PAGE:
conceivable angle by the most wonderful group of ladies I've met in
many a year, They too banded together and let "the boys" do
what they wanted to do ... tell more stories, The banquet was really
great. Phil never was able to feed us that good... but then Jerry had
a slightly larger budget to work with. The cheese cake topped off a
truly magnificant meal.
Back at the Fireside lounge where Ziggy (God bless him) played for
hour after hour, we sang till our voices began to fail us. And again
Joe and Jerry brought us back 35 years to sing "Old Man Noah"
and "The Holy City" followed closely by their classic rendition
of "The Good Ship Lollipop." And though the spirit was truly
willing and even wanting to continue, the excitment of the day took
its toll on our bodies and voices ... and it was time to say good-bye.
A bit of melancholy crept in as we said that word goodbye ... over
... and over ... and over again, Once again affectionate hugs were exchanged,
and the ladies who had been strangers just a day ago were now warm,
almost close friends, and I saddened a bit at the thought of being separated
again from my brothers, Binski, Otto, and I had to sit on the steps
to tell one more story .. to keep it going just a little longer ...
not wanting to let go. The next morning broke cloudy and a bit dreary,
again appropriate to my mood. But we laughed some more at breakfast
and shared a few more bear hugs till some large raindrops told us it
was really over ... time to go.
A quick stop at the chapel to say good bye to THE LADY who had brought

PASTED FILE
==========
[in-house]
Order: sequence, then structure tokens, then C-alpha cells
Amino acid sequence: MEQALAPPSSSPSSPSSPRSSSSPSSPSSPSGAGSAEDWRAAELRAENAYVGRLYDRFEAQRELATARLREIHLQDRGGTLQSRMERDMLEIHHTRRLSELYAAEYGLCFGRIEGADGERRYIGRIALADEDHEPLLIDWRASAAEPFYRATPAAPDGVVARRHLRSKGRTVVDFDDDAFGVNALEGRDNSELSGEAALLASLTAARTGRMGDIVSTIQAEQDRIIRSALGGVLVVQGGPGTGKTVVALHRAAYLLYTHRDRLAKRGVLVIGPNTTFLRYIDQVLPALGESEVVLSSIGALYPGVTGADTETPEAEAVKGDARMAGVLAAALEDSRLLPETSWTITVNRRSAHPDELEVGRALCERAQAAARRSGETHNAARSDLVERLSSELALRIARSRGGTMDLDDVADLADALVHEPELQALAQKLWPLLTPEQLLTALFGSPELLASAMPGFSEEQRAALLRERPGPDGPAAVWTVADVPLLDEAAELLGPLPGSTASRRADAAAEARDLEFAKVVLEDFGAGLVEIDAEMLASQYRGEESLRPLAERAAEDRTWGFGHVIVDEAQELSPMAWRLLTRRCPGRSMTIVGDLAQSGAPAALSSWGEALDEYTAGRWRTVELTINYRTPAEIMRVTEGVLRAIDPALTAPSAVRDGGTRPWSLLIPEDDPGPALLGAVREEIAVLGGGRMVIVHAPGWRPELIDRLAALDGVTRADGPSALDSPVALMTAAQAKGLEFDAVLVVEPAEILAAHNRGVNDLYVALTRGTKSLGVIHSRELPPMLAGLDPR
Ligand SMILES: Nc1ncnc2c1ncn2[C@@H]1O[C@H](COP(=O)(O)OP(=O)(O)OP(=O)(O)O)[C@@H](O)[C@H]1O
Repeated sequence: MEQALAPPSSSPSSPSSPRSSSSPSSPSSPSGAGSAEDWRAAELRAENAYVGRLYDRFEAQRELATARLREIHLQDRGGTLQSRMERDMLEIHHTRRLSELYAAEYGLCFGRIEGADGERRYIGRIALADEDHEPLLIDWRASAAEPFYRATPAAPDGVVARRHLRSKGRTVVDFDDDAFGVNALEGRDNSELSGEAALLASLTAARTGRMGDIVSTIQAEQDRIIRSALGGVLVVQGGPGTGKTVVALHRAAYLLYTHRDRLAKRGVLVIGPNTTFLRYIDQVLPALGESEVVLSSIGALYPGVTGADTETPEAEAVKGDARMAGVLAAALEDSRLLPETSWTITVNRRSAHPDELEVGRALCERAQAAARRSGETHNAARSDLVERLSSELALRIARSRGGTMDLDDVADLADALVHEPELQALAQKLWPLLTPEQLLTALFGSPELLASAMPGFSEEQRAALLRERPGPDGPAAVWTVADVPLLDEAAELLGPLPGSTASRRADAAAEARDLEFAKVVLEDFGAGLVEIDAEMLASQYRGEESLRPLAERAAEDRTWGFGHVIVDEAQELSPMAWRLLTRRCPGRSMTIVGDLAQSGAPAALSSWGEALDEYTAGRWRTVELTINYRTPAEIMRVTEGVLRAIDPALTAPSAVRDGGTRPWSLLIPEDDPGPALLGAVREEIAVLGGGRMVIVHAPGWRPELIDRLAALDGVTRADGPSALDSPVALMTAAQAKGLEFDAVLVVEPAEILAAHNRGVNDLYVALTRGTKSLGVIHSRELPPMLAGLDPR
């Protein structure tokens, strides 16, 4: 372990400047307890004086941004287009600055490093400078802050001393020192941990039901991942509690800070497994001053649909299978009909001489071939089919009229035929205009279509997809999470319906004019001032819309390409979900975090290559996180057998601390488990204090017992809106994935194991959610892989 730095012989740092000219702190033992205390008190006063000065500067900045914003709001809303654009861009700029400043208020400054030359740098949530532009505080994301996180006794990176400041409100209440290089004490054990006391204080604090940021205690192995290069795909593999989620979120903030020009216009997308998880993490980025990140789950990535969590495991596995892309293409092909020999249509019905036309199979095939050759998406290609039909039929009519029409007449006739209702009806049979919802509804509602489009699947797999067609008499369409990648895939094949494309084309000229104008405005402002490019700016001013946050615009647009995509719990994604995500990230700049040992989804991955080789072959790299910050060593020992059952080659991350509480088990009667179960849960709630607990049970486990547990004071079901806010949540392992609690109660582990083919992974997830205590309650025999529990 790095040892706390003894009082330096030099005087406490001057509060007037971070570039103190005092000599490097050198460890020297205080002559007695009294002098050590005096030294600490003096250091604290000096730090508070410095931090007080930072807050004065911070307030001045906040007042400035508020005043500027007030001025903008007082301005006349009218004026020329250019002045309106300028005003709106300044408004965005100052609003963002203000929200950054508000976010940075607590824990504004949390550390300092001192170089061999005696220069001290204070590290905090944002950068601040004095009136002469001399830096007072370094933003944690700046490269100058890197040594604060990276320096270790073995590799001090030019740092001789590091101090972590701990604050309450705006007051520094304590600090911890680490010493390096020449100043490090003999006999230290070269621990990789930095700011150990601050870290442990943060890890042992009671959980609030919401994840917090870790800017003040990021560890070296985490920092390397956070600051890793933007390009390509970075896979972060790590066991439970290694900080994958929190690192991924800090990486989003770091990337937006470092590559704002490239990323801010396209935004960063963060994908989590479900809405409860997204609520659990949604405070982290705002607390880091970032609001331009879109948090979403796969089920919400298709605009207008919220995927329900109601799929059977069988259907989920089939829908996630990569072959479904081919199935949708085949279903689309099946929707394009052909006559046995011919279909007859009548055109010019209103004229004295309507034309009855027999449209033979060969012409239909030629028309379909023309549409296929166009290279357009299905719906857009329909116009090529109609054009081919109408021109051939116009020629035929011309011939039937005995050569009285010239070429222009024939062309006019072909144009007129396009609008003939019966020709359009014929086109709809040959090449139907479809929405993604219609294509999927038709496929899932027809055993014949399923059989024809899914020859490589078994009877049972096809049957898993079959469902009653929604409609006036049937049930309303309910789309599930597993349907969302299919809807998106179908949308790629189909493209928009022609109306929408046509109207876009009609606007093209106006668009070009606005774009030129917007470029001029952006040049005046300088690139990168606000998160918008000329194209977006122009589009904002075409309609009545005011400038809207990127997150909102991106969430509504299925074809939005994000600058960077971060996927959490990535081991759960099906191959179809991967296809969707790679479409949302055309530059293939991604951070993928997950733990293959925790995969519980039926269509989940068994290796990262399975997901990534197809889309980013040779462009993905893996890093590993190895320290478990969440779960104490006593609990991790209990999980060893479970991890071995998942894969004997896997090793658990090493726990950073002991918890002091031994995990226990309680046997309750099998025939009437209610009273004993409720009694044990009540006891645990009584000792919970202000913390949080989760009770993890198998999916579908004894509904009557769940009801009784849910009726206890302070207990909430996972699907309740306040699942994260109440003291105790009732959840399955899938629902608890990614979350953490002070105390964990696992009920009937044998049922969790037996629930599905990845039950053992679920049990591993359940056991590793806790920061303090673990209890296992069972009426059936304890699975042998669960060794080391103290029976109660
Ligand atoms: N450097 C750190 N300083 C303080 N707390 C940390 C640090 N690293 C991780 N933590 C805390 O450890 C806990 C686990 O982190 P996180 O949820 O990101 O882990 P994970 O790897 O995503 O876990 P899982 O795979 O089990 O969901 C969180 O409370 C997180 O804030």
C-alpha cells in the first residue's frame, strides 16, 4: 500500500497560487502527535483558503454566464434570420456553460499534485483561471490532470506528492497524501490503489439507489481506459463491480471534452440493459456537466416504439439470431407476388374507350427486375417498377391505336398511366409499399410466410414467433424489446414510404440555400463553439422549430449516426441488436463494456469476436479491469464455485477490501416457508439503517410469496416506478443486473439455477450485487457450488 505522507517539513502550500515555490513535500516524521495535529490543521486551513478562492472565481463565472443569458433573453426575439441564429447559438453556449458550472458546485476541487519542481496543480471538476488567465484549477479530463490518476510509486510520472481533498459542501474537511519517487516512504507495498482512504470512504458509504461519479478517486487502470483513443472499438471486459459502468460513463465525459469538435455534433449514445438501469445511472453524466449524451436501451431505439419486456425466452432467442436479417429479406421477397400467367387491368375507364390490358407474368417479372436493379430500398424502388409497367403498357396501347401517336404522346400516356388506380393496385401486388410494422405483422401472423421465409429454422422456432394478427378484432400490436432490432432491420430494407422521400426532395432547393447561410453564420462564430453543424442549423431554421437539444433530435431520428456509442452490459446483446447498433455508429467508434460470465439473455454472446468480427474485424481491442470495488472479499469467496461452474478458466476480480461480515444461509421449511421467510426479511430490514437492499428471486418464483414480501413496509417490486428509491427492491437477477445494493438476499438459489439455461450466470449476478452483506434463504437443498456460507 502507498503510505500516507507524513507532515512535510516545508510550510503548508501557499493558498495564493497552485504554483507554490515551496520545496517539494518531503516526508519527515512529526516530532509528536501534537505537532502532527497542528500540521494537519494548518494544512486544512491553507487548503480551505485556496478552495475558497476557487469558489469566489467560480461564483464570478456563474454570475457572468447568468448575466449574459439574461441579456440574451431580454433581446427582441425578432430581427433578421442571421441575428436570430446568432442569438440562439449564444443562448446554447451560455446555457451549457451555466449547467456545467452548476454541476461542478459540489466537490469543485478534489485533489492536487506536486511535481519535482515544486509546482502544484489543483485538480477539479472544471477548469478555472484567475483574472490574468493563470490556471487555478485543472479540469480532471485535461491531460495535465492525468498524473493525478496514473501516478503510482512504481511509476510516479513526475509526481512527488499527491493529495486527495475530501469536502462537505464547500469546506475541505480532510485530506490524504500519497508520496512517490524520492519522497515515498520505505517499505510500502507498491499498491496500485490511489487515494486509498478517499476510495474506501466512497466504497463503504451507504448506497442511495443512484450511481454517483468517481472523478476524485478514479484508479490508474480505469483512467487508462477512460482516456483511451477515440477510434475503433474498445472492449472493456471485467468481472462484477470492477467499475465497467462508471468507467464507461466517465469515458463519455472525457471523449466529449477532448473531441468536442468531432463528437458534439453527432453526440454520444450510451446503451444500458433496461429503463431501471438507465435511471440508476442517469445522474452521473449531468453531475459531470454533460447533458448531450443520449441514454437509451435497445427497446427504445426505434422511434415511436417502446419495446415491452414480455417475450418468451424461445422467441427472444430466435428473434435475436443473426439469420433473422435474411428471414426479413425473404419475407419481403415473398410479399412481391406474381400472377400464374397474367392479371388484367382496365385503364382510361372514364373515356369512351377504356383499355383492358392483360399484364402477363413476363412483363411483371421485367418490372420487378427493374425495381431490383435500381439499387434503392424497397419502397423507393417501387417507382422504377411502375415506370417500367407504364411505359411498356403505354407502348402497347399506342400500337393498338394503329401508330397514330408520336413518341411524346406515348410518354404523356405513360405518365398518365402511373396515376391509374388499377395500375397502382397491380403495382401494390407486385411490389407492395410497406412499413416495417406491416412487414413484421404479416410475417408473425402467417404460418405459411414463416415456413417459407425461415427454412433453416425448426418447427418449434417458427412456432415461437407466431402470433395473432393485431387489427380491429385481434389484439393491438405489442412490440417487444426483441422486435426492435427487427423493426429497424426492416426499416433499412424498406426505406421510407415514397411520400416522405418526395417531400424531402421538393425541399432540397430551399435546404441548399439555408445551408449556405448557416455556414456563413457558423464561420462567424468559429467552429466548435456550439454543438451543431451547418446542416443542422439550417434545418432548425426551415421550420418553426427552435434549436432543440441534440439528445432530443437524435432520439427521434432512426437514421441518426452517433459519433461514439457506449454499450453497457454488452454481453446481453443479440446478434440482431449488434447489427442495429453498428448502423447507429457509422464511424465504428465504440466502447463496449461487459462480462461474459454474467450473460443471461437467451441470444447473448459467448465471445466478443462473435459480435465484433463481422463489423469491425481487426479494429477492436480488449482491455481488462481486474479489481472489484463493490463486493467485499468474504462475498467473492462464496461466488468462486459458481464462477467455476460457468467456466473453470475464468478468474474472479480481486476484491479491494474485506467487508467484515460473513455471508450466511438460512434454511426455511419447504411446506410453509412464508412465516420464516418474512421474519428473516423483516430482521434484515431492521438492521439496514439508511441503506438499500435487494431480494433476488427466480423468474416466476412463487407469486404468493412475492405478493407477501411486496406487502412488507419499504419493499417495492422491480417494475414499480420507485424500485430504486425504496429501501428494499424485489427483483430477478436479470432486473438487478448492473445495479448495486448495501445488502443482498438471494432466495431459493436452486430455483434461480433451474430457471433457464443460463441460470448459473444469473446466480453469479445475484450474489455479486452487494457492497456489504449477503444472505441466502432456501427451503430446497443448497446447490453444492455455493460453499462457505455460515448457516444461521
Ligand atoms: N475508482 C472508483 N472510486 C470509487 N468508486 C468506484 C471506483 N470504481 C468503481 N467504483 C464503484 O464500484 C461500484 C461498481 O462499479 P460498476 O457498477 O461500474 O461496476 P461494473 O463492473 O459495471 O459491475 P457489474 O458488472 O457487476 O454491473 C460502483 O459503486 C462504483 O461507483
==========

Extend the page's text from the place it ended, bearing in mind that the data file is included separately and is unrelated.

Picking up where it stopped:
us together in the first place ... and then on to the plane to return
to my other world, to the lovely lady who has loved me and shared our
life for 32 years, to our boys and their families and to the many joys
these people hold for me. But somehow it didn't seem fair to have to
bridge forty years in just forty hours. I kept thinking, "We just
didn't want it to end ! (6905 Jester Boulevard, Austin, Texas, 78750)
FROM CHARLEY SCOTT ('50): This is for my Marist brothers, especially
for those in the groups of 1950 and 1951. You have been in my thoughts
a lot since we gathered in August for our reunion, celebrating 40 years,
plus or minus a few, that we have been part of each other's personal
histories. Like the song says: "... it was a very good year."And
so it was ... when we were eighteen. But now I think I want to extend
the song and say about 1990: It. was a very good year when I was fifty-eight,
and I met you once again, many for the first time in forty years. I
count myself very lucky, and I want to thank you for being there.
For me our reunion in Poughkeepsie was a very special time, one that
may never repeat itself, so therefore all the more special. I find myself